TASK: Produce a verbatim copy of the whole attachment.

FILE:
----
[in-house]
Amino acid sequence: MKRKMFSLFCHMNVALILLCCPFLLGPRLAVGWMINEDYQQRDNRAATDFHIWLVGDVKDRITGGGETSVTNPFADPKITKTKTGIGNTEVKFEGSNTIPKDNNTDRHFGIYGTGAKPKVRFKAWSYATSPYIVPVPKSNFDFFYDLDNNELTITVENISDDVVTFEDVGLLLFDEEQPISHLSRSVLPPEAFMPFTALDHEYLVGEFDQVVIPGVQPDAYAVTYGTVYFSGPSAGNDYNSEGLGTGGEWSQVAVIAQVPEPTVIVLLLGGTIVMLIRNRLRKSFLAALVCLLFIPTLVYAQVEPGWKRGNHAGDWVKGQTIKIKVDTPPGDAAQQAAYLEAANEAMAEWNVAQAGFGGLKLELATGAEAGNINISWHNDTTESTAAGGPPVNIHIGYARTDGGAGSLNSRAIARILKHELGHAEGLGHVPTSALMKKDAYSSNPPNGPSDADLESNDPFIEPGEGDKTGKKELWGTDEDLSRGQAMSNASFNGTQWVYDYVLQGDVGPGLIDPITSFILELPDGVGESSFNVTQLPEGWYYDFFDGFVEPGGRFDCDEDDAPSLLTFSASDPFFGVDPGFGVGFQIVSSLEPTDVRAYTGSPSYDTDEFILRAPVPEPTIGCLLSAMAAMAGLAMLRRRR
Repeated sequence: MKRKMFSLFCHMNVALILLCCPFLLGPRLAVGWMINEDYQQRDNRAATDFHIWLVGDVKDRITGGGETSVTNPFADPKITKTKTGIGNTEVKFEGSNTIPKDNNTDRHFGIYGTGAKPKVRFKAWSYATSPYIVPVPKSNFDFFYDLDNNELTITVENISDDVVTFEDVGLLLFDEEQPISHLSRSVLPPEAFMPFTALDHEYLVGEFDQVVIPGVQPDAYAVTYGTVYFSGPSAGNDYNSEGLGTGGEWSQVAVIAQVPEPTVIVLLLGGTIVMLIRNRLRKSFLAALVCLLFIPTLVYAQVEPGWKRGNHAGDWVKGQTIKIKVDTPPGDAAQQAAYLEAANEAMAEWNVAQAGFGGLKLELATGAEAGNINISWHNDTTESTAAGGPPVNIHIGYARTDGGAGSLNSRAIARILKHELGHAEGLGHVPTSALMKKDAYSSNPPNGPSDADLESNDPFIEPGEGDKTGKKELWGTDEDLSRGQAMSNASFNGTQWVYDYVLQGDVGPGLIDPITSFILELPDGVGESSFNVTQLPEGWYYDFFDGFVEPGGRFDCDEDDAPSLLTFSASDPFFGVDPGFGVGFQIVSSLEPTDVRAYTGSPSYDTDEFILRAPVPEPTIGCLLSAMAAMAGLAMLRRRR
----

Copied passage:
[in-house]
Amino acid sequence: MKRKMFSLFCHMNVALILLCCPFLLGPRLAVGWMINEDYQQRDNRAATDFHIWLVGDVKDRITGGGETSVTNPFADPKITKTKTGIGNTEVKFEGSNTIPKDNNTDRHFGIYGTGAKPKVRFKAWSYATSPYIVPVPKSNFDFFYDLDNNELTITVENISDDVVTFEDVGLLLFDEEQPISHLSRSVLPPEAFMPFTALDHEYLVGEFDQVVIPGVQPDAYAVTYGTVYFSGPSAGNDYNSEGLGTGGEWSQVAVIAQVPEPTVIVLLLGGTIVMLIRNRLRKSFLAALVCLLFIPTLVYAQVEPGWKRGNHAGDWVKGQTIKIKVDTPPGDAAQQAAYLEAANEAMAEWNVAQAGFGGLKLELATGAEAGNINISWHNDTTESTAAGGPPVNIHIGYARTDGGAGSLNSRAIARILKHELGHAEGLGHVPTSALMKKDAYSSNPPNGPSDADLESNDPFIEPGEGDKTGKKELWGTDEDLSRGQAMSNASFNGTQWVYDYVLQGDVGPGLIDPITSFILELPDGVGESSFNVTQLPEGWYYDFFDGFVEPGGRFDCDEDDAPSLLTFSASDPFFGVDPGFGVGFQIVSSLEPTDVRAYTGSPSYDTDEFILRAPVPEPTIGCLLSAMAAMAGLAMLRRRR
Repeated sequence: MKRKMFSLFCHMNVALILLCCPFLLGPRLAVGWMINEDYQQRDNRAATDFHIWLVGDVKDRITGGGETSVTNPFADPKITKTKTGIGNTEVKFEGSNTIPKDNNTDRHFGIYGTGAKPKVRFKAWSYATSPYIVPVPKSNFDFFYDLDNNELTITVENISDDVVTFEDVGLLLFDEEQPISHLSRSVLPPEAFMPFTALDHEYLVGEFDQVVIPGVQPDAYAVTYGTVYFSGPSAGNDYNSEGLGTGGEWSQVAVIAQVPEPTVIVLLLGGTIVMLIRNRLRKSFLAALVCLLFIPTLVYAQVEPGWKRGNHAGDWVKGQTIKIKVDTPPGDAAQQAAYLEAANEAMAEWNVAQAGFGGLKLELATGAEAGNINISWHNDTTESTAAGGPPVNIHIGYARTDGGAGSLNSRAIARILKHELGHAEGLGHVPTSALMKKDAYSSNPPNGPSDADLESNDPFIEPGEGDKTGKKELWGTDEDLSRGQAMSNASFNGTQWVYDYVLQGDVGPGLIDPITSFILELPDGVGESSFNVTQLPEGWYYDFFDGFVEPGGRFDCDEDDAPSLLTFSASDPFFGVDPGFGVGFQIVSSLEPTDVRAYTGSPSYDTDEFILRAPVPEPTIGCLLSAMAAMAGLAMLRRRR